USDA Reports On As Scheduled Despite Weather Shutdown

December 10, 2013 12:09 AM

What Traders are Talking About:

Overnight highlights: As of 6:00 a.m. CT, corn futures are 1 to 2 cents lower, soybeans are mixed and wheat futures are mostly 2 to 4 cents lower. USDA's report data later this morning will determine how markets close today. Trade should be light ahead of the report release. Cattle and hog futures are expected to open mixed.


* Snow closes some gov't offices, but USDA reports on as scheduled. USDA will release its December crop reports as scheduled this morning even as snow has caused many government offices to close. Meanwhile, with federal offices closed today due to inclement weather and some lawmakers unable to return to Washington, the congressional schedule for the week is in flux.

* December crop reports to feature minor fine tuning. USDA does not update its corn and soybean crop estimates this month -- the only crop update will be cotton. In the Supply & Demand Report, traders are expecting carryover projections for corn, soybeans and wheat to tighten from last month with the average pre-report guesses at 1.861 billion bu. for corn, 154 million bu. for soybeans and 553 million bu. for wheat. Much of the focus will be on the soybean export forecast. While export bookings, which are nearly to USDA's forecast, signal an increase is coming, USDA may not be as aggressive as most think. With a record South American soybean crop on the way, USDA has a reason to wait before aggressively upping its export forecast. With that said, USDA needs to show the trend on soybean exports, which is up. For corn, even with a modest cut to carryover, today's report will be a reminder that the tight supply situation has been "cured."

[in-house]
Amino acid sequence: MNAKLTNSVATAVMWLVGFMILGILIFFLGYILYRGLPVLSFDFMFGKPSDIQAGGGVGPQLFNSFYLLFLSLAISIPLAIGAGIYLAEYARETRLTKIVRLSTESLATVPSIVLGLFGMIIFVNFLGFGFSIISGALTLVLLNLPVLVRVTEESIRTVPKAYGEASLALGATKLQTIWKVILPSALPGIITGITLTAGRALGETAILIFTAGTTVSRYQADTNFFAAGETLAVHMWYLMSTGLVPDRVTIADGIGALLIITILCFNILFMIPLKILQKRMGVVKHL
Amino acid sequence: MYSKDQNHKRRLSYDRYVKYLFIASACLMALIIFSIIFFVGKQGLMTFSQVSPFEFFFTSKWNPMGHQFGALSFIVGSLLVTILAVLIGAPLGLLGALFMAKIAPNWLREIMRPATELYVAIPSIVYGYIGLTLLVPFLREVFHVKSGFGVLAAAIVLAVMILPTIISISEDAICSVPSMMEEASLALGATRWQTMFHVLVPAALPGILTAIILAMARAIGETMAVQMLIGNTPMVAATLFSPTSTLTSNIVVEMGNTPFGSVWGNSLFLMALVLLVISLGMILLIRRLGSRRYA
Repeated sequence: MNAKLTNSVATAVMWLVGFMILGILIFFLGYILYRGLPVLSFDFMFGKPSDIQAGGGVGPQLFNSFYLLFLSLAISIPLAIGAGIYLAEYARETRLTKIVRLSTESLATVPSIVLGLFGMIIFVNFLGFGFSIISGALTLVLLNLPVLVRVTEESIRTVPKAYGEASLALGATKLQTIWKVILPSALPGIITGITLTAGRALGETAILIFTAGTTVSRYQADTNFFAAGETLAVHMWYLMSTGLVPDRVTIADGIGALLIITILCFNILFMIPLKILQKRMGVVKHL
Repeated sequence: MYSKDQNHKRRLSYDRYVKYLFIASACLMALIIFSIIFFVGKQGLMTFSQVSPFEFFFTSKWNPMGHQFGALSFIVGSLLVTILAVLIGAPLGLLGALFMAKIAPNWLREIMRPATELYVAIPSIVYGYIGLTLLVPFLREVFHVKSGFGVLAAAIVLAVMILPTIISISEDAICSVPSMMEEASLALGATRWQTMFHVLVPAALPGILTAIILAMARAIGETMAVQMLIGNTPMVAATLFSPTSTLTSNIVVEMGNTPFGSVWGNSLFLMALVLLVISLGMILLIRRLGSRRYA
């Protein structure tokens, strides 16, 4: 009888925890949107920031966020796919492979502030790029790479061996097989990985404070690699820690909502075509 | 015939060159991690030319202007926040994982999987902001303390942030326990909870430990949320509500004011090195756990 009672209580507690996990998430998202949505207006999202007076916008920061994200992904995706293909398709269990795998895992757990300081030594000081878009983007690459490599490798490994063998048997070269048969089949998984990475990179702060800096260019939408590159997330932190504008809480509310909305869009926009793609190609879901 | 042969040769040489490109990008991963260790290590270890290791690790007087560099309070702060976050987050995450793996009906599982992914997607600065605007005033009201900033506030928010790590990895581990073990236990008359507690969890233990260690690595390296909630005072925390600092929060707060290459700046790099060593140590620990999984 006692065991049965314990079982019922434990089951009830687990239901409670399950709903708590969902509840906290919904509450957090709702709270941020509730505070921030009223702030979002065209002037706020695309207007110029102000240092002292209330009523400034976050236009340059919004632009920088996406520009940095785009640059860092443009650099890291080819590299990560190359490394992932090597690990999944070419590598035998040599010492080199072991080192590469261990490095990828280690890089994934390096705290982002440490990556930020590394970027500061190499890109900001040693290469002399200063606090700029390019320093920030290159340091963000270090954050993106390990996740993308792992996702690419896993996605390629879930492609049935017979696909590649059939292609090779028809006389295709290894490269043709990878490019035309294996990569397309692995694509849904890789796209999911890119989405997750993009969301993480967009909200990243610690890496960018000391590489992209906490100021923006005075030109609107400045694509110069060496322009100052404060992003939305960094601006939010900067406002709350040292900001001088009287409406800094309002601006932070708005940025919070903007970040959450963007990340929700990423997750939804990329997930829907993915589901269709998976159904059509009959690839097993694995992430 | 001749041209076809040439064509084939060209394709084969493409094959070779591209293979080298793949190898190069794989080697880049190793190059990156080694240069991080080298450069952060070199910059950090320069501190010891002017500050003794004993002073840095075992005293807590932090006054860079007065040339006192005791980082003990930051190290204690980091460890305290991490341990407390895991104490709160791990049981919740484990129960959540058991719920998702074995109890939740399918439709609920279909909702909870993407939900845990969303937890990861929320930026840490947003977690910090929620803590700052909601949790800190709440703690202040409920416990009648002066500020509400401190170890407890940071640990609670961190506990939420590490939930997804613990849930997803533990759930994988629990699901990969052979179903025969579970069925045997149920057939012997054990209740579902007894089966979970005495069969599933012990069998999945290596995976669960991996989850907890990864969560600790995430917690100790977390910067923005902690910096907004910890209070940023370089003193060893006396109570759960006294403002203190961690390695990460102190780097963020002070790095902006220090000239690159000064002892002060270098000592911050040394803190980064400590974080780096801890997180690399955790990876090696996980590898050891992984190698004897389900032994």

The long and short of it: If there's going to be a bullish reaction to the report data, it likely has to come from soybeans, though I don't believe USDA will cut its soybean carryover projection as much as traders are anticipating.

* Brazil updates crop estimates. Conab, the statistical forecasting agency of the Brazilian government, now sees the country's soybean crop at a record 90.03 MMT compared to a range of 87.9 MMT to 90.2 MMT last month. The corn crop is forecast at 78.8 MMT versus a range of 78.5 MMT to 79.8 MMT last month. The wheat crop forecast was raised to 5.36 MMT from 4.81 MMT in November given favorable weather.

The long and short of it: The record soybean crop is not a surprise. The Conab corn crop forecast, especially the safrinha (second crop) estimate, is a surprise as it's above (well above) most private forecasts.


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